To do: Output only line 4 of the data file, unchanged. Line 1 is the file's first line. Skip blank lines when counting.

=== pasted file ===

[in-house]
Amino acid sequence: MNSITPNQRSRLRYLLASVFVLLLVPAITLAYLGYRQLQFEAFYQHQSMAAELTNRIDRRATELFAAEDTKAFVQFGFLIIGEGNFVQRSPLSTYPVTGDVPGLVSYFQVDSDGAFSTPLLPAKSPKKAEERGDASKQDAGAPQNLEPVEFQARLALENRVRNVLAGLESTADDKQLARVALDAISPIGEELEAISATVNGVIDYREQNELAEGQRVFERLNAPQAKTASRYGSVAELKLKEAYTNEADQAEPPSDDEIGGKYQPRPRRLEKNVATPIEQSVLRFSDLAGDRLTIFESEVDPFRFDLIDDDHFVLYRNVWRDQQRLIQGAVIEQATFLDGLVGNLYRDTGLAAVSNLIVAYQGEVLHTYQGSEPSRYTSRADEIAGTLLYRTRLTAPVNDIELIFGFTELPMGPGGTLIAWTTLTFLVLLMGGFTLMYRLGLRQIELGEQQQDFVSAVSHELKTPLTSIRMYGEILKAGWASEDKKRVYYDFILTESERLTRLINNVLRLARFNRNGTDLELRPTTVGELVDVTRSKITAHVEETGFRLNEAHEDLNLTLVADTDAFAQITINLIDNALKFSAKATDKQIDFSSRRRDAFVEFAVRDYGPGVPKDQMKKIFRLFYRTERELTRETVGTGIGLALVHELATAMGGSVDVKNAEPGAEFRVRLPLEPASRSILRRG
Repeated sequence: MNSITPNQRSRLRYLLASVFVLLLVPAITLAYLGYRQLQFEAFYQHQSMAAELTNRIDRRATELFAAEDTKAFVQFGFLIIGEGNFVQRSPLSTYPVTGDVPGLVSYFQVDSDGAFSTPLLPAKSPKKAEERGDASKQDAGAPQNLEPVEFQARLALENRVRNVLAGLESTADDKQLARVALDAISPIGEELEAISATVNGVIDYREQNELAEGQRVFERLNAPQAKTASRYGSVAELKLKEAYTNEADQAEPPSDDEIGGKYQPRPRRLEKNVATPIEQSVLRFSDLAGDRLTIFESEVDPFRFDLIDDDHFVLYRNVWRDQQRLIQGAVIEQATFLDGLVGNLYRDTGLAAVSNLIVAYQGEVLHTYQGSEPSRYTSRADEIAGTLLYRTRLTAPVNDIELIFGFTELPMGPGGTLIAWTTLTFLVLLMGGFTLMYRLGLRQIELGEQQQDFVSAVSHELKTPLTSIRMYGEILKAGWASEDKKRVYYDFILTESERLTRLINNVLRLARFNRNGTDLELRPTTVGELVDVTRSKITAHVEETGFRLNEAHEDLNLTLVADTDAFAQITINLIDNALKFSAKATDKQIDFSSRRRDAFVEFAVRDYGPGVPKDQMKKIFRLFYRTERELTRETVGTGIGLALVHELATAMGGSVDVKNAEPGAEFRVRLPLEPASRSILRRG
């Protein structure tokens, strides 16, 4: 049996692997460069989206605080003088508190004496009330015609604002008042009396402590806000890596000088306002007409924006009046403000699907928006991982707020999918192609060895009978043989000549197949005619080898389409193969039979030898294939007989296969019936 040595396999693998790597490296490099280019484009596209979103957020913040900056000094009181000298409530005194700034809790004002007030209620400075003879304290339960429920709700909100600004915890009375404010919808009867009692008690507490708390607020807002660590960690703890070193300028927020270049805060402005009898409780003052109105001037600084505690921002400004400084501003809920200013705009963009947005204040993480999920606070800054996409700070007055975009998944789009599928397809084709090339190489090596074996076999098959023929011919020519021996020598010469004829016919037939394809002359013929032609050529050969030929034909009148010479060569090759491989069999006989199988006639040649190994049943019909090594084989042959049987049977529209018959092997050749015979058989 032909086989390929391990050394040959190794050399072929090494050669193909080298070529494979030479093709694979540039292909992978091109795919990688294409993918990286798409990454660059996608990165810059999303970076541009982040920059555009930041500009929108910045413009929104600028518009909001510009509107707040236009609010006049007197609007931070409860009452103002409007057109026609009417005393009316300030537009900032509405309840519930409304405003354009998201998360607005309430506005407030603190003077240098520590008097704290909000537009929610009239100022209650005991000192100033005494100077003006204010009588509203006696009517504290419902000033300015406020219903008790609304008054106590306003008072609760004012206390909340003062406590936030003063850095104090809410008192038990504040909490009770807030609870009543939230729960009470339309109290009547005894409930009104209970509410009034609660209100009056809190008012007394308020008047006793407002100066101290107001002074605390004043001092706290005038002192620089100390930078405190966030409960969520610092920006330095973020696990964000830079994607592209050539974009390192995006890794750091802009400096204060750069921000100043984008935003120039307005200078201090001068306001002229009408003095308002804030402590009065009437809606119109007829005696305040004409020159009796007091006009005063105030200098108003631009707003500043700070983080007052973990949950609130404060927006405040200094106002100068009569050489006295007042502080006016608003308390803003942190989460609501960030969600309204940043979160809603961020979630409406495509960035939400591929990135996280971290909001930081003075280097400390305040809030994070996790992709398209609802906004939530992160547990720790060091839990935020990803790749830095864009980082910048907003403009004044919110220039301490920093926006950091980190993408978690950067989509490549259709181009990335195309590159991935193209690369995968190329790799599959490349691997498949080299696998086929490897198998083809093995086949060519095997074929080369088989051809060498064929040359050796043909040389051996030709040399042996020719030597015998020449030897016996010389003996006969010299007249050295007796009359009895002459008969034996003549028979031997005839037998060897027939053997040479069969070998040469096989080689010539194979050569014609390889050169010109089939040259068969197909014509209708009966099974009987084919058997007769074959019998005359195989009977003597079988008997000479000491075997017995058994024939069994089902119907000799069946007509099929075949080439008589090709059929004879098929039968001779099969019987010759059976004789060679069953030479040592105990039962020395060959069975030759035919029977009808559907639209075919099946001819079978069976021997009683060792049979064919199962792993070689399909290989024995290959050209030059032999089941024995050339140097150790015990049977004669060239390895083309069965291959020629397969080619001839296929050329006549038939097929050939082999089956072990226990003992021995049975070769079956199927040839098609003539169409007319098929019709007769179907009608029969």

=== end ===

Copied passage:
């Protein structure tokens, strides 16, 4: 049996692997460069989206605080003088508190004496009330015609604002008042009396402590806000890596000088306002007409924006009046403000699907928006991982707020999918192609060895009978043989000549197949005619080898389409193969039979030898294939007989296969019936 040595396999693998790597490296490099280019484009596209979103957020913040900056000094009181000298409530005194700034809790004002007030209620400075003879304290339960429920709700909100600004915890009375404010919808009867009692008690507490708390607020807002660590960690703890070193300028927020270049805060402005009898409780003052109105001037600084505690921002400004400084501003809920200013705009963009947005204040993480999920606070800054996409700070007055975009998944789009599928397809084709090339190489090596074996076999098959023929011919020519021996020598010469004829016919037939394809002359013929032609050529050969030929034909009148010479060569090759491989069999006989199988006639040649190994049943019909090594084989042959049987049977529209018959092997050749015979058989 032909086989390929391990050394040959190794050399072929090494050669193909080298070529494979030479093709694979540039292909992978091109795919990688294409993918990286798409990454660059996608990165810059999303970076541009982040920059555009930041500009929108910045413009929104600028518009909001510009509107707040236009609010006049007197609007931070409860009452103002409007057109026609009417005393009316300030537009900032509405309840519930409304405003354009998201998360607005309430506005407030603190003077240098520590008097704290909000537009929610009239100022209650005991000192100033005494100077003006204010009588509203006696009517504290419902000033300015406020219903008790609304008054106590306003008072609760004012206390909340003062406590936030003063850095104090809410008192038990504040909490009770807030609870009543939230729960009470339309109290009547005894409930009104209970509410009034609660209100009056809190008012007394308020008047006793407002100066101290107001002074605390004043001092706290005038002192620089100390930078405190966030409960969520610092920006330095973020696990964000830079994607592209050539974009390192995006890794750091802009400096204060750069921000100043984008935003120039307005200078201090001068306001002229009408003095308002804030402590009065009437809606119109007829005696305040004409020159009796007091006009005063105030200098108003631009707003500043700070983080007052973990949950609130404060927006405040200094106002100068009569050489006295007042502080006016608003308390803003942190989460609501960030969600309204940043979160809603961020979630409406495509960035939400591929990135996280971290909001930081003075280097400390305040809030994070996790992709398209609802906004939530992160547990720790060091839990935020990803790749830095864009980082910048907003403009004044919110220039301490920093926006950091980190993408978690950067989509490549259709181009990335195309590159991935193209690369995968190329790799599959490349691997498949080299696998086929490897198998083809093995086949060519095997074929080369088989051809060498064929040359050796043909040389051996030709040399042996020719030597015998020449030897016996010389003996006969010299007249050295007796009359009895002459008969034996003549028979031997005839037998060897027939053997040479069969070998040469096989080689010539194979050569014609390889050169010109089939040259068969197909014509209708009966099974009987084919058997007769074959019998005359195989009977003597079988008997000479000491075997017995058994024939069994089902119907000799069946007509099929075949080439008589090709059929004879098929039968001779099969019987010759059976004789060679069953030479040592105990039962020395060959069975030759035919029977009808559907639209075919099946001819079978069976021997009683060792049979064919199962792993070689399909290989024995290959050209030059032999089941024995050339140097150790015990049977004669060239390895083309069965291959020629397969080619001839296929050329006549038939097929050939082999089956072990226990003992021995049975070769079956199927040839098609003539169409007319098929019709007769179907009608029969």